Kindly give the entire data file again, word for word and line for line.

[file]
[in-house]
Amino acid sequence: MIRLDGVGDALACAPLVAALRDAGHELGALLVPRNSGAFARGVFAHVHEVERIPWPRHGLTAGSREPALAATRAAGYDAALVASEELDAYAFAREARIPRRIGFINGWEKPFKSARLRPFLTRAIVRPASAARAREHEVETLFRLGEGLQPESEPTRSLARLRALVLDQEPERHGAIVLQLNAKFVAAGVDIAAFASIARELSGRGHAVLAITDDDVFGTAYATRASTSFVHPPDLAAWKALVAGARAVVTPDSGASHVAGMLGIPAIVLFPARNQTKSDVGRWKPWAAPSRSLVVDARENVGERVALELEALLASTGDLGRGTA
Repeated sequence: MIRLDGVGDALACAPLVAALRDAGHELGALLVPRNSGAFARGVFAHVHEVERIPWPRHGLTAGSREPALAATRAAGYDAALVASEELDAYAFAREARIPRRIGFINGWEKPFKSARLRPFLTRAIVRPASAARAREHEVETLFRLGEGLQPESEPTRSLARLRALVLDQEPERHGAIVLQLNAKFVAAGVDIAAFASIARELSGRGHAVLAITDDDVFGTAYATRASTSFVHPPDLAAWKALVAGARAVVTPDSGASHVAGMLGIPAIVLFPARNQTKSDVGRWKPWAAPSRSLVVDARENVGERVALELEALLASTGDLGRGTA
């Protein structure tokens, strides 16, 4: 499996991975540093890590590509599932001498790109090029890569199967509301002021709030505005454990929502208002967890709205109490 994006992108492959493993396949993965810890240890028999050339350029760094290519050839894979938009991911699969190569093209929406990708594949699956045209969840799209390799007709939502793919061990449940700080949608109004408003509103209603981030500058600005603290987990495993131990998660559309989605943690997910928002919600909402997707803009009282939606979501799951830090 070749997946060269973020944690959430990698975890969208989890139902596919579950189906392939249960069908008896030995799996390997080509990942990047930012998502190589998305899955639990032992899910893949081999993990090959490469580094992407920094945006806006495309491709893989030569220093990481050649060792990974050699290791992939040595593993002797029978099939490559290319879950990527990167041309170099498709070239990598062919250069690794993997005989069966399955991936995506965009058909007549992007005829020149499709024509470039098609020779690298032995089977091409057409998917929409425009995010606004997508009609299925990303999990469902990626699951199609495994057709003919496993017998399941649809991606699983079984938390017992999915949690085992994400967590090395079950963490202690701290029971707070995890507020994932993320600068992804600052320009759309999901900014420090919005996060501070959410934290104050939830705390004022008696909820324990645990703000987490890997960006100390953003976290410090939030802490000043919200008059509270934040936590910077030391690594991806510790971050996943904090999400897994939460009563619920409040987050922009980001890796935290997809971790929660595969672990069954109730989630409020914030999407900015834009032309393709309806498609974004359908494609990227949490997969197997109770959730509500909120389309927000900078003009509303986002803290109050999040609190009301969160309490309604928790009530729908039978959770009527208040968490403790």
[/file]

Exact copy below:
[in-house]
Amino acid sequence: MIRLDGVGDALACAPLVAALRDAGHELGALLVPRNSGAFARGVFAHVHEVERIPWPRHGLTAGSREPALAATRAAGYDAALVASEELDAYAFAREARIPRRIGFINGWEKPFKSARLRPFLTRAIVRPASAARAREHEVETLFRLGEGLQPESEPTRSLARLRALVLDQEPERHGAIVLQLNAKFVAAGVDIAAFASIARELSGRGHAVLAITDDDVFGTAYATRASTSFVHPPDLAAWKALVAGARAVVTPDSGASHVAGMLGIPAIVLFPARNQTKSDVGRWKPWAAPSRSLVVDARENVGERVALELEALLASTGDLGRGTA
Repeated sequence: MIRLDGVGDALACAPLVAALRDAGHELGALLVPRNSGAFARGVFAHVHEVERIPWPRHGLTAGSREPALAATRAAGYDAALVASEELDAYAFAREARIPRRIGFINGWEKPFKSARLRPFLTRAIVRPASAARAREHEVETLFRLGEGLQPESEPTRSLARLRALVLDQEPERHGAIVLQLNAKFVAAGVDIAAFASIARELSGRGHAVLAITDDDVFGTAYATRASTSFVHPPDLAAWKALVAGARAVVTPDSGASHVAGMLGIPAIVLFPARNQTKSDVGRWKPWAAPSRSLVVDARENVGERVALELEALLASTGDLGRGTA
């Protein structure tokens, strides 16, 4: 499996991975540093890590590509599932001498790109090029890569199967509301002021709030505005454990929502208002967890709205109490 994006992108492959493993396949993965810890240890028999050339350029760094290519050839894979938009991911699969190569093209929406990708594949699956045209969840799209390799007709939502793919061990449940700080949608109004408003509103209603981030500058600005603290987990495993131990998660559309989605943690997910928002919600909402997707803009009282939606979501799951830090 070749997946060269973020944690959430990698975890969208989890139902596919579950189906392939249960069908008896030995799996390997080509990942990047930012998502190589998305899955639990032992899910893949081999993990090959490469580094992407920094945006806006495309491709893989030569220093990481050649060792990974050699290791992939040595593993002797029978099939490559290319879950990527990167041309170099498709070239990598062919250069690794993997005989069966399955991936995506965009058909007549992007005829020149499709024509470039098609020779690298032995089977091409057409998917929409425009995010606004997508009609299925990303999990469902990626699951199609495994057709003919496993017998399941649809991606699983079984938390017992999915949690085992994400967590090395079950963490202690701290029971707070995890507020994932993320600068992804600052320009759309999901900014420090919005996060501070959410934290104050939830705390004022008696909820324990645990703000987490890997960006100390953003976290410090939030802490000043919200008059509270934040936590910077030391690594991806510790971050996943904090999400897994939460009563619920409040987050922009980001890796935290997809971790929660595969672990069954109730989630409020914030999407900015834009032309393709309806498609974004359908494609990227949490997969197997109770959730509500909120389309927000900078003009509303986002803290109050999040609190009301969160309490309604928790009530729908039978959770009527208040968490403790």